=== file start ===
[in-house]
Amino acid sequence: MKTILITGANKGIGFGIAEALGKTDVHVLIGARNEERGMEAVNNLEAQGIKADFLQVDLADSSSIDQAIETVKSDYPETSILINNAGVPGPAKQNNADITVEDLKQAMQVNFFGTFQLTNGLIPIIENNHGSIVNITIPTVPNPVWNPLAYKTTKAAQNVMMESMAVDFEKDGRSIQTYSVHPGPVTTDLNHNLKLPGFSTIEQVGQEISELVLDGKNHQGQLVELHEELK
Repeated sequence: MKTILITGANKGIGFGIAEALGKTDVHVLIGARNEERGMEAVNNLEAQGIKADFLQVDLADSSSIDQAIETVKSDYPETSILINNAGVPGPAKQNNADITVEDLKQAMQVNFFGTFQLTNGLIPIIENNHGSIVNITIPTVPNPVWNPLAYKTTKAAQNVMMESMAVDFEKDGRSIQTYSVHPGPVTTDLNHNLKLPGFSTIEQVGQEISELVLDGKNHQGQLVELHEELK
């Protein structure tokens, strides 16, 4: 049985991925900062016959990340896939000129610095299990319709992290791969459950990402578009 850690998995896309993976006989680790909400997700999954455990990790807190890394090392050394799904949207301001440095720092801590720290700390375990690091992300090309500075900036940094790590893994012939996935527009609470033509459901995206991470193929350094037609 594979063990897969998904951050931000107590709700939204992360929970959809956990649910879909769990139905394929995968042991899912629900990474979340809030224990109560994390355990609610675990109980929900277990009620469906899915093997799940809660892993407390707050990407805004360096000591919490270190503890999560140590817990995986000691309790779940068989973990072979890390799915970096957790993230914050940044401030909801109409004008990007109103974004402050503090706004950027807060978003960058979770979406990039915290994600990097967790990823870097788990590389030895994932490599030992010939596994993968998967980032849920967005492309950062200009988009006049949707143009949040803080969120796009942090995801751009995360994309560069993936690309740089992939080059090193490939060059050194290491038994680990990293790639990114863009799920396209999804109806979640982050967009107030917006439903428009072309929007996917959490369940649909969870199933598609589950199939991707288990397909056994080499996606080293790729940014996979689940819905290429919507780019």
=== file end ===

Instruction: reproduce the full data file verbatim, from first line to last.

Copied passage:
[in-house]
Amino acid sequence: MKTILITGANKGIGFGIAEALGKTDVHVLIGARNEERGMEAVNNLEAQGIKADFLQVDLADSSSIDQAIETVKSDYPETSILINNAGVPGPAKQNNADITVEDLKQAMQVNFFGTFQLTNGLIPIIENNHGSIVNITIPTVPNPVWNPLAYKTTKAAQNVMMESMAVDFEKDGRSIQTYSVHPGPVTTDLNHNLKLPGFSTIEQVGQEISELVLDGKNHQGQLVELHEELK
Repeated sequence: MKTILITGANKGIGFGIAEALGKTDVHVLIGARNEERGMEAVNNLEAQGIKADFLQVDLADSSSIDQAIETVKSDYPETSILINNAGVPGPAKQNNADITVEDLKQAMQVNFFGTFQLTNGLIPIIENNHGSIVNITIPTVPNPVWNPLAYKTTKAAQNVMMESMAVDFEKDGRSIQTYSVHPGPVTTDLNHNLKLPGFSTIEQVGQEISELVLDGKNHQGQLVELHEELK
């Protein structure tokens, strides 16, 4: 049985991925900062016959990340896939000129610095299990319709992290791969459950990402578009 850690998995896309993976006989680790909400997700999954455990990790807190890394090392050394799904949207301001440095720092801590720290700390375990690091992300090309500075900036940094790590893994012939996935527009609470033509459901995206991470193929350094037609 594979063990897969998904951050931000107590709700939204992360929970959809956990649910879909769990139905394929995968042991899912629900990474979340809030224990109560994390355990609610675990109980929900277990009620469906899915093997799940809660892993407390707050990407805004360096000591919490270190503890999560140590817990995986000691309790779940068989973990072979890390799915970096957790993230914050940044401030909801109409004008990007109103974004402050503090706004950027807060978003960058979770979406990039915290994600990097967790990823870097788990590389030895994932490599030992010939596994993968998967980032849920967005492309950062200009988009006049949707143009949040803080969120796009942090995801751009995360994309560069993936690309740089992939080059090193490939060059050194290491038994680990990293790639990114863009799920396209999804109806979640982050967009107030917006439903428009072309929007996917959490369940649909969870199933598609589950199939991707288990397909056994080499996606080293790729940014996979689940819905290429919507780019």